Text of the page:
Beach tractor could save Worthing fishing industry

John Booker (second from left) and Andy Sparsis (second from right)
John Booker (second from left) and Andy Sparsis (second from right)

A beach tractor is just one of the ideas to respark Worthing’s fishing industry that came from a recent trip to a Sussex town.

On December 1 a group of 40 fishermen, council representatives and businessmen took a coach trip to Hastings to see its thriving fishing industry.

It’s a good idea, as it means you can get the boats up and down the beach at different times of the day

John Booker

The Hastings Fisheries Local Action Group explained the town’s fishing history and gave Worthing’s fishermen advice.

One idea that event organiser Andy Sparsis is keen to replicate in Worthing is using a tractor to pull the boats up the beach, a process that can otherwise take half an hour.

John Booker, one of Worthing’s last full-time fishermen, went on the trip and welcomed the idea of a tractor.

“It’s a good idea, as it means you can get the boats up and down the beach at different times of the day. It would make a lot of difference.”

Mr Sparsis, owner of the Fish Factory restaurant in Brighton Road, said he would seek Worthing Borough Council’s permission for a tractor, which he would hire for a month-long trial, as well as water and electricity supplies to the fisherman’s fronts.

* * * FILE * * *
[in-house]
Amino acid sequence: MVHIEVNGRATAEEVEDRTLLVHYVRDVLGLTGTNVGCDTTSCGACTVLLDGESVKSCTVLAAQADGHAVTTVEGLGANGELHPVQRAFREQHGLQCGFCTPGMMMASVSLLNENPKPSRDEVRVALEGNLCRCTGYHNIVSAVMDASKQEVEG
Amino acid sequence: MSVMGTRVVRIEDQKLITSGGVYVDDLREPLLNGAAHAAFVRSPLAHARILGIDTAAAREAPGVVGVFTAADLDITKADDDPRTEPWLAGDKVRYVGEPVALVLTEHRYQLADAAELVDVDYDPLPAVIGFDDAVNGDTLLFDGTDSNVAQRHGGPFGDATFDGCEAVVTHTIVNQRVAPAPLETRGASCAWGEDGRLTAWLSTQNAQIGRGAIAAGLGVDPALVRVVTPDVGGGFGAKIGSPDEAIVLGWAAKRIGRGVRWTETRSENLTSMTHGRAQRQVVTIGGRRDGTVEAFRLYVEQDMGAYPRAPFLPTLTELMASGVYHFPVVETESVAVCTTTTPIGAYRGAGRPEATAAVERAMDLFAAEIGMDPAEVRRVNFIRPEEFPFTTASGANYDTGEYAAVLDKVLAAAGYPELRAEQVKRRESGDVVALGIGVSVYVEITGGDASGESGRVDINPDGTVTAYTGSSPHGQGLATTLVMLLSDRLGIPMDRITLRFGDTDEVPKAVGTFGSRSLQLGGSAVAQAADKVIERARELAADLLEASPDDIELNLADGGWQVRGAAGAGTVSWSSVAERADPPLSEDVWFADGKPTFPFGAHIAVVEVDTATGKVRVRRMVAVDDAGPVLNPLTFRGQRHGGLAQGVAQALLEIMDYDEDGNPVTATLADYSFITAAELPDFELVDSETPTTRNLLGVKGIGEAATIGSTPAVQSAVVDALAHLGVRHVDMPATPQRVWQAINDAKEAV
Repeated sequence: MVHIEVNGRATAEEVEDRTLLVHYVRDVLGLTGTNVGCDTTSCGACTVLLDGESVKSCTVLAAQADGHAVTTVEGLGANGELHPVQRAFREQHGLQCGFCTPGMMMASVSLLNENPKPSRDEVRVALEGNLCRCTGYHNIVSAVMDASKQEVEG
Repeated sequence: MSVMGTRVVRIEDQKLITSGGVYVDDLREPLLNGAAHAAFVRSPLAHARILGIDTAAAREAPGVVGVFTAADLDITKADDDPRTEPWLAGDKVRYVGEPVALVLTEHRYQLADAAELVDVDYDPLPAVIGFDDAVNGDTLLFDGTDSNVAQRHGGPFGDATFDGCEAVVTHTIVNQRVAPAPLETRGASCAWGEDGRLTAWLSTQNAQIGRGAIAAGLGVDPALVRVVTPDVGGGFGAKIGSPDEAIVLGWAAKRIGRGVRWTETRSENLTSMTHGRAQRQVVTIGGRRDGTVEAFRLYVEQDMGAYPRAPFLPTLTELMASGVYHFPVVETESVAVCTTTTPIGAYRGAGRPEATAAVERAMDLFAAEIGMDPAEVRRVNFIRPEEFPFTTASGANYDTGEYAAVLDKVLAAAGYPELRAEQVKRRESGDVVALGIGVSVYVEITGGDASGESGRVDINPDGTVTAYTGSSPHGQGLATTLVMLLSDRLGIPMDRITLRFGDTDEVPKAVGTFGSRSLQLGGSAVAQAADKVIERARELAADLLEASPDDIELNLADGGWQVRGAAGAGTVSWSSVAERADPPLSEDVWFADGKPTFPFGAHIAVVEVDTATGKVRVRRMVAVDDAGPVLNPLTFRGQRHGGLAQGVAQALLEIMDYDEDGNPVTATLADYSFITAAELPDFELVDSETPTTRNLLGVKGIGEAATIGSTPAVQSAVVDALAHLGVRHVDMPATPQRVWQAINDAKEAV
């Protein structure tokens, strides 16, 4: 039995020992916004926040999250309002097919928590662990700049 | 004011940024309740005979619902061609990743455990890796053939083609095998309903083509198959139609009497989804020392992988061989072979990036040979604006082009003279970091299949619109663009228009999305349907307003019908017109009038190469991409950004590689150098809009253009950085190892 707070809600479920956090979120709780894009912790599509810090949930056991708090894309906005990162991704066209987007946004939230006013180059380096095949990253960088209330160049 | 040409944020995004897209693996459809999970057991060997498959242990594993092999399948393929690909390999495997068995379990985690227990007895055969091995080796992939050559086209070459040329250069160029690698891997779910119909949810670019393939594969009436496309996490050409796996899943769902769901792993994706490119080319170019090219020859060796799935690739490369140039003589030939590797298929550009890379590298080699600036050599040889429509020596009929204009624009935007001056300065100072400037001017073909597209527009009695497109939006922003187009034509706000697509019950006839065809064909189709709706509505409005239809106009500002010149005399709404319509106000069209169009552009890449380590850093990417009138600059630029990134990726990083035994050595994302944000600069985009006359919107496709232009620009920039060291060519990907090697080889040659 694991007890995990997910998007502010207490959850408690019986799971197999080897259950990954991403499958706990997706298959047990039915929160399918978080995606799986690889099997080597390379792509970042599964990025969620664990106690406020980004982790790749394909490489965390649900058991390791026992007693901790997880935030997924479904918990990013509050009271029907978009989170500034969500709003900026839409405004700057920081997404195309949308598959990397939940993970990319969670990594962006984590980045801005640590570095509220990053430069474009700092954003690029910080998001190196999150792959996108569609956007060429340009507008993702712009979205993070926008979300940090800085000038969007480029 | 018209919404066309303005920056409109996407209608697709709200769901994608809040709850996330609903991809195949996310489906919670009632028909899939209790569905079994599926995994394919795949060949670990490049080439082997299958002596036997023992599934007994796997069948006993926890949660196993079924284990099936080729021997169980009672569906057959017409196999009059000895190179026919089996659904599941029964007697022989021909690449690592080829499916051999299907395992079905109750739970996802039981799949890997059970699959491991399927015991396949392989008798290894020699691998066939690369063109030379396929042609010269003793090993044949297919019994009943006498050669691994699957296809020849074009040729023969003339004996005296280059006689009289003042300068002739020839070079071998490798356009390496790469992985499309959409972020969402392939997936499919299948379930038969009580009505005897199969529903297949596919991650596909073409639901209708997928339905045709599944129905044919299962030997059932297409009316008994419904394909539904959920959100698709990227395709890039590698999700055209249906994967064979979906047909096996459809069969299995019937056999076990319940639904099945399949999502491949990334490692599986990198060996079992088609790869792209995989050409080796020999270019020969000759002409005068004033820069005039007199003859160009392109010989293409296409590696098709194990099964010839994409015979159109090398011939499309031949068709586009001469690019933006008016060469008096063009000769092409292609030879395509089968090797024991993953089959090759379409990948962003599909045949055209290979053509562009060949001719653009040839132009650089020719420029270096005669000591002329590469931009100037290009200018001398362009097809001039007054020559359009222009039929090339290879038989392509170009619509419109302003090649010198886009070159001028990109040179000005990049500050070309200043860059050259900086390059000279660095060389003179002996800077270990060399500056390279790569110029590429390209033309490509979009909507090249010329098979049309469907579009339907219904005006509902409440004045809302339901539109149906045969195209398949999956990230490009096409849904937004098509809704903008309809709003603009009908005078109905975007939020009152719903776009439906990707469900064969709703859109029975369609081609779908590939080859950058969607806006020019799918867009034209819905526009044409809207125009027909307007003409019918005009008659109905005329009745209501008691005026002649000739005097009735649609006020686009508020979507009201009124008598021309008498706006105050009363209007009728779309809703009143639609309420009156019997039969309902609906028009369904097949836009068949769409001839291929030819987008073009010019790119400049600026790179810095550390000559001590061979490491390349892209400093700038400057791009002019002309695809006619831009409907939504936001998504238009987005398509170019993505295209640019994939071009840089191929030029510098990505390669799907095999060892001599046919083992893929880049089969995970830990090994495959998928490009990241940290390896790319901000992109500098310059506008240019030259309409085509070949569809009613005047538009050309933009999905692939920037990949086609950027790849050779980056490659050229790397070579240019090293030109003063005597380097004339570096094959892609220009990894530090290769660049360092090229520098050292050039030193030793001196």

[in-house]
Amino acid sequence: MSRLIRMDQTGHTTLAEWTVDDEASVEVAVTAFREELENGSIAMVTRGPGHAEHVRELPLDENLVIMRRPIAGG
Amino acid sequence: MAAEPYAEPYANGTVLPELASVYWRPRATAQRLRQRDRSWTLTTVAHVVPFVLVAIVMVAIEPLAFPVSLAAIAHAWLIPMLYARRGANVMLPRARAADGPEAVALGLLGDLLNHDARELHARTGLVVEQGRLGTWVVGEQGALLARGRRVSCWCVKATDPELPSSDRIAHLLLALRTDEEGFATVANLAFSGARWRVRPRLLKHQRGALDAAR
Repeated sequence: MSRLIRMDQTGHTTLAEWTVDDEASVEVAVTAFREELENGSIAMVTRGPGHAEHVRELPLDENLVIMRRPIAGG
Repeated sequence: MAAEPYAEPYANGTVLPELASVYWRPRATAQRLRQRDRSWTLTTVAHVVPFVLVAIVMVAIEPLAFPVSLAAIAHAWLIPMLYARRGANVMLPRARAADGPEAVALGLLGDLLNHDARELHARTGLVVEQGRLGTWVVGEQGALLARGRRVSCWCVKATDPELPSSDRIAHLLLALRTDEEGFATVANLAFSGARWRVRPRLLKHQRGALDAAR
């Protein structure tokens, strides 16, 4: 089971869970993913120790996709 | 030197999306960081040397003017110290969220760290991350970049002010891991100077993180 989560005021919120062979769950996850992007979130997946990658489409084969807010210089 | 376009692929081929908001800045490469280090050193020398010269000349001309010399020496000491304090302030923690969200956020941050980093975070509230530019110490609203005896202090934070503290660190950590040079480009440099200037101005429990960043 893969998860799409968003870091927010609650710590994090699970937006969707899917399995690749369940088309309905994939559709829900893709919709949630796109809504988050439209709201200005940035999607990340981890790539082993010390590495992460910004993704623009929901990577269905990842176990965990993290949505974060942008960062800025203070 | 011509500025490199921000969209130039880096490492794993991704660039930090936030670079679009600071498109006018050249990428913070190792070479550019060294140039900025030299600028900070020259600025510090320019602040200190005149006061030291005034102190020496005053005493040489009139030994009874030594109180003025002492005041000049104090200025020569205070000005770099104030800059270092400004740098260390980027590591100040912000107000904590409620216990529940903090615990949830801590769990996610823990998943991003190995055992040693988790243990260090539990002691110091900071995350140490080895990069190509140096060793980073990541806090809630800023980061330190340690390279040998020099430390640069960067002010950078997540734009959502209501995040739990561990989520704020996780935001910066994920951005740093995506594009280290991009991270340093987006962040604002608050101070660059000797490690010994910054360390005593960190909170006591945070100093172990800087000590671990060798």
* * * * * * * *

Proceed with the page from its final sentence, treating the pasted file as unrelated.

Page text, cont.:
He said: “What the Hastings fishermen showed us was that we need to make it easier for our guys to go out fishing.

“Fishing off Worthing beach isn’t a realistic full-time income at the moment, so what we need to do is help our existing fishermen and then their friends and family might start fishing too. It is a bit like laying the foundations; there’s no point in building a house on pebbles.”

Martin Randall, Director for the Economy at Worthing Borough Council, was at the event. He said: “We saw first hand how much of a difference basic facilities – such as running water and access to power – make to local fishermen and how these can transform the way that local communities can buy the fresh catch straight from the beach.

“I truly believe that the benefits in supporting this vital industry aren’t just economic – eating healthy, locally sourced food is something that the Worthing community absolutely wants to do, and by supporting our local fishermen, we can make this happen.

“The whole team came away inspired by everything that has been achieved in Hastings and ready to apply what we’ve learnt to Worthing.”

MP Tim Loughton also pledged his support for the cause.

In the long-term, Mr Sparsis hopes a fishing museum will be built in the town, and that Worthing will be home to the UK’s first fisherman’s apprenticeship. Read more here.

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